From Paris to ... Maryland

Heatherette, a funky fashion line worn by a certain Hilton and other celebs, beats a more mainstream path to our area.

September 27, 2005|By Tanika White | Tanika White,Sun Reporter

There'll be no drag queens here. Paris Hilton will be nowhere in sight. And don't look for Speedo-style man trunks with side tassels, fishnets paired with stripper shoes, moon boots, life-sized Care Bears or rat-sized Chihuahuas either.

When Heatherette -- the funky, flippant fashion line -- makes its debut at the Nordstrom at Montgomery Mall on Thursday, the upscale department store known for its quiet sophistication will absolutely be getting a shot of cheek and a jolt of whimsy.

But Heatherette's signature characteristics -- over-the-top, high-strung, glittery, glamorous outrageousness -- will be hard to find there.

After six years of selling their fanciful clothes directly to in-the-know, fashion-forward New Yorkers and envelope-pushing celebs such as Hilton, Foxy Brown, Courtney Love, Lil' Kim and Anna Nicole Smith, Heatherette designers Richie Rich and Traver Rains are ready to see their clothes on your everyday, around-the-way girl.

"When you see the show or you're backstage, everything is all blown-up and over-the-top, so it's kind of overwhelming," says Rains, who was a rodeo star before becoming one-half of the zaniest designing duo on Seventh Avenue. "But when you pick the pieces apart, it's really wearable. I can't wait to see a girl rockin' it down the street in D.C. or Baltimore."

Two months ago, for the first time, Heatherette went mainstream, formally introducing its line to the masses at department stores such as Henri Bendel in New York, Marshall Field's in Chicago, select Nordstrom stores and eclectic boutiques across the country.

Bendel's and boutiques, sure. But Nordstrom? With the classical pianist? It seems a little incongruous.

Nordstrom execs think not. To them, the fit -- like a pair of Heatherette's sequined pink tights -- is perfect.

"I've been attending Heatherette shows for years now," says Ana Swaab, national merchandise manager for Nordstrom's Savvy department, where the duo's collection will be housed. "I think the energy at their fashion shows is amazing. However, I don't think Traver and Richie were ready yet to distribute their merchandise. [But now] their colorful party dresses and cheeky T-shirts are just perfect to launch this season. Savvy is a fashion-first department, and we just felt that it was a good time and a good mix for us right now."

Nordstrom will be selling pieces of Heatherette's collection, adding a dose of fun to the store for serious shoppers.

True to Rains' word, the Nordstrom clothes, at least, are wearable: a scratch-'n-sniff T-shirt, a black sleeveless ski jacket with colorful hearts across the chest, a purple party dress with a sequined bodice and a hem that evokes birthday confetti, a white sweater-style jacket with star-shaped pockets.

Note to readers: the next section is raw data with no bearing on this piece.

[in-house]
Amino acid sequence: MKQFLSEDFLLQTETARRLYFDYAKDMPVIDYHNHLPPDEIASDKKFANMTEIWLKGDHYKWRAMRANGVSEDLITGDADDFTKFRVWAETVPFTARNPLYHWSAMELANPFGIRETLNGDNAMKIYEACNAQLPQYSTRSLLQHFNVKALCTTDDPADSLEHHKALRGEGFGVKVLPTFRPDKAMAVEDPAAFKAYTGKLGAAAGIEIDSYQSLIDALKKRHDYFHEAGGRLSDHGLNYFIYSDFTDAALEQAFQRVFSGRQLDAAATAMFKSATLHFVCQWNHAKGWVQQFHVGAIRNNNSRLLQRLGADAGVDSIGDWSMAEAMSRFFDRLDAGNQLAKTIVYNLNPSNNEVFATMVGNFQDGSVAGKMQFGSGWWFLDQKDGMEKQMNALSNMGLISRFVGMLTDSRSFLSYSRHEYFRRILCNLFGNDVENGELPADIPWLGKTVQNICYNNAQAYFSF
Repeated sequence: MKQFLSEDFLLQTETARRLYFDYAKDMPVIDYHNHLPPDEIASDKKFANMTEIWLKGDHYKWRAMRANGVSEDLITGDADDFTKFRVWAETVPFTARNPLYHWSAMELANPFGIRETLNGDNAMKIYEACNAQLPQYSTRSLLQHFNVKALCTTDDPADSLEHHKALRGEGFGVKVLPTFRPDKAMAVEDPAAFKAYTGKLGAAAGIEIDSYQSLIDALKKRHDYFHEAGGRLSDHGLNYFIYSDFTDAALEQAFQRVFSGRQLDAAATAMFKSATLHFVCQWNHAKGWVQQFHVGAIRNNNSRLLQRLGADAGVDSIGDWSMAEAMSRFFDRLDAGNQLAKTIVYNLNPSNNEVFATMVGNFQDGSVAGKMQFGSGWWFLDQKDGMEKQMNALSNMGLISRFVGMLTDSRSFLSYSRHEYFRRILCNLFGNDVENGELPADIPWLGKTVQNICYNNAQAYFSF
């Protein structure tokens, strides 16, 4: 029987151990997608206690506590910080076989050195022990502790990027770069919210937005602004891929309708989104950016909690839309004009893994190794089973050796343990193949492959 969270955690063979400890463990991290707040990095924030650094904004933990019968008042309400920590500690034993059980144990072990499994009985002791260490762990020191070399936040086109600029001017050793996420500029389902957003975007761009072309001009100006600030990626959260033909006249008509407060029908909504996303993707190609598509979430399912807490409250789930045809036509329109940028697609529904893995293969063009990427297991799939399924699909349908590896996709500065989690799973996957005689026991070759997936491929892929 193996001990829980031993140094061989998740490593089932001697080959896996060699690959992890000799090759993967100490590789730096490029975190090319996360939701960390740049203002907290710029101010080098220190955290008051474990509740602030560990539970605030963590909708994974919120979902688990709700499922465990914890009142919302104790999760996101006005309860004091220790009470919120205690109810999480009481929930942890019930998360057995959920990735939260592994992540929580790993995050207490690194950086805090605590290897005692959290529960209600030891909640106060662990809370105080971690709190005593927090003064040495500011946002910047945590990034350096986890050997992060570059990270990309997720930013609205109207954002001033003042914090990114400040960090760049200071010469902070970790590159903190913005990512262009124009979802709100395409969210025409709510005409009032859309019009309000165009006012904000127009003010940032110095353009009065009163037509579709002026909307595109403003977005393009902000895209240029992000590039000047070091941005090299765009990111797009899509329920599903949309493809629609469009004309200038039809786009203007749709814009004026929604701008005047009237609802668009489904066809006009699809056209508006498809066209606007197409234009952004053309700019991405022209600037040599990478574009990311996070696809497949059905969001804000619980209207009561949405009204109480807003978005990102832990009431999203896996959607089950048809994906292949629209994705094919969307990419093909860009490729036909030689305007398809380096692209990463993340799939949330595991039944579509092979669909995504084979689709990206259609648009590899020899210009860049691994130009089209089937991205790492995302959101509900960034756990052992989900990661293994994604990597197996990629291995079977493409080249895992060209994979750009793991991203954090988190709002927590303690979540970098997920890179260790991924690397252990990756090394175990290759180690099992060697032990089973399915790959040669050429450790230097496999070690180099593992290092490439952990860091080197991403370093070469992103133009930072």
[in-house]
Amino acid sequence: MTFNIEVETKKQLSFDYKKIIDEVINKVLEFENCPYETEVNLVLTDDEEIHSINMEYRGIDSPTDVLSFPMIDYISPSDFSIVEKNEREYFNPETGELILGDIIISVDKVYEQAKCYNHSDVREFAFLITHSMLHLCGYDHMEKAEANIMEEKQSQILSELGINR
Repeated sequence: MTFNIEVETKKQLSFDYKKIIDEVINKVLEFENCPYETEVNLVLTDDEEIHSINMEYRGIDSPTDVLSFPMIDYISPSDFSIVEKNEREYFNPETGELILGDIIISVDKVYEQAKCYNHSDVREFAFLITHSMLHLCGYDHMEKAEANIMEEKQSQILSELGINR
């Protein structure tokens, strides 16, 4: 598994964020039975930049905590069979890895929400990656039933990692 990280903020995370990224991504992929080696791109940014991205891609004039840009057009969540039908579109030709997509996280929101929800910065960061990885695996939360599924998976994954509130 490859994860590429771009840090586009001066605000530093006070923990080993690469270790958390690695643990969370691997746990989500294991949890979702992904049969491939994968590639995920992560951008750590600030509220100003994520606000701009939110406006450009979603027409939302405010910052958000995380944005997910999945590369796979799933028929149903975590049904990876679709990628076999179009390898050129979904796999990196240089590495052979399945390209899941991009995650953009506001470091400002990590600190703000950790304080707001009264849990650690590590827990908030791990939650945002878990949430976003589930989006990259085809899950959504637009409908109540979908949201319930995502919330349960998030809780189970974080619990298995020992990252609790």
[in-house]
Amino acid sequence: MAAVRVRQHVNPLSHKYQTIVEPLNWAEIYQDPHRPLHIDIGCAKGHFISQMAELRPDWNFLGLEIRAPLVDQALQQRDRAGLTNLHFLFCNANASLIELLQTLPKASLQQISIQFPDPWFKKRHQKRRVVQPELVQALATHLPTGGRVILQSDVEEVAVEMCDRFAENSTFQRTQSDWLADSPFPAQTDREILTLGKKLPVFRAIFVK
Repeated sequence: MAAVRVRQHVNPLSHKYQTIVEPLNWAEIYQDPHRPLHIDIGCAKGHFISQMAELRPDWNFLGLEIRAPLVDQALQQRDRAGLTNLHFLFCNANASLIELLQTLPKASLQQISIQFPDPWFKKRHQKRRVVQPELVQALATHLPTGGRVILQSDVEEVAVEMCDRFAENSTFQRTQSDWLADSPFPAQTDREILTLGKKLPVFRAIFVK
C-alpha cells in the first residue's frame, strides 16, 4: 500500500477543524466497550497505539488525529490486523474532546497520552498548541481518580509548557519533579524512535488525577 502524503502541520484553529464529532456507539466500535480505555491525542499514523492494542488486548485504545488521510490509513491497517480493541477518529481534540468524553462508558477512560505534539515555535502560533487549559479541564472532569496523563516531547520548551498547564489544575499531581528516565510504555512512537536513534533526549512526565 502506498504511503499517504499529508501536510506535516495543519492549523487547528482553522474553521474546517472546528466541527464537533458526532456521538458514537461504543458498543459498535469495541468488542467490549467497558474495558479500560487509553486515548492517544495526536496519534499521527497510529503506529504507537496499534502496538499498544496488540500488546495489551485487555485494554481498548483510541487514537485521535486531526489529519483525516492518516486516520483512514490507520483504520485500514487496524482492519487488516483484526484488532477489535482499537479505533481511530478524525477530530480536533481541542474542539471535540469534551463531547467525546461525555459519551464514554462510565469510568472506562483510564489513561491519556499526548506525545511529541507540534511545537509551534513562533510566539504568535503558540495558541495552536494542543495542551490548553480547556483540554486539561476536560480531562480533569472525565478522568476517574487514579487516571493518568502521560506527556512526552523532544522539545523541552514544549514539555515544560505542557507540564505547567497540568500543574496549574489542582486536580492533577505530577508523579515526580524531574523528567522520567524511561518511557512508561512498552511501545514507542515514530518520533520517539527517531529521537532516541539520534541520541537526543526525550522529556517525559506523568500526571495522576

At Classic Serendipity in Pikesville, owner Emily Klawans stocked up on some of the designers' kitschy coats. One pink tweed number with gold detailing has an unexpected leather rocking horse stitched onto the back.

"Every piece that they do has something about it that is just fun," says Klawans. "It just brightens up the store, and it just makes you happy."

But even she wonders whether Heatherette -- with its boas and sequins and colorful craziness -- will work at Nordstrom.

"I think it's more of a boutique type of label. I don't really see it in a department store," she says. "It's too special to be mixed in with 70 other labels."

Swaab says Savvy -- home to such labels as Michael Stars, Marc by Marc Jacobs, Rebecca Taylor and L.A.M.B. by Gwen Stefani -- is the perfect place for Heatherette, whose clothes will retail there from $88 to $800.

"We are a boutique within a specialty store," she says.

Rich and Rains, for their part, are thrilled to see their clothes finally moving from buzzworthy to salable -- whether they're at tiny boutiques or big, serious chains.

"I was making T-shirts on my living room floor," says Rich, who toured with the Ice Capades before designing splashy clothes for New York's runways. "So to see girls in our T-shirts, that's like a dream come true."

For Rich, a flamboyant and fierce blond with killer calves and perfect eye makeup, fashion is all about fun.

"When we're bringing our clothes to places like Nordstrom," he says, backstage before their latest New York fashion show this month, "we really just want people to have fun. It's like, `Open your closet, grab your favorite jeans, your favorite T-shirt or a feather boa.' Who cares?"

Says Rains, wearing a cowboy hat, pink pants and a graffiti-scrawled tank top, "Our motto has always been, we want to bring the rock star out in everyone."

One thing is for certain, the rock stars do come out for them.

Baltimore Sun Articles
|
|
|
Please note the green-lined linked article text has been applied commercially without any involvement from our newsroom editors, reporters or any other editorial staff.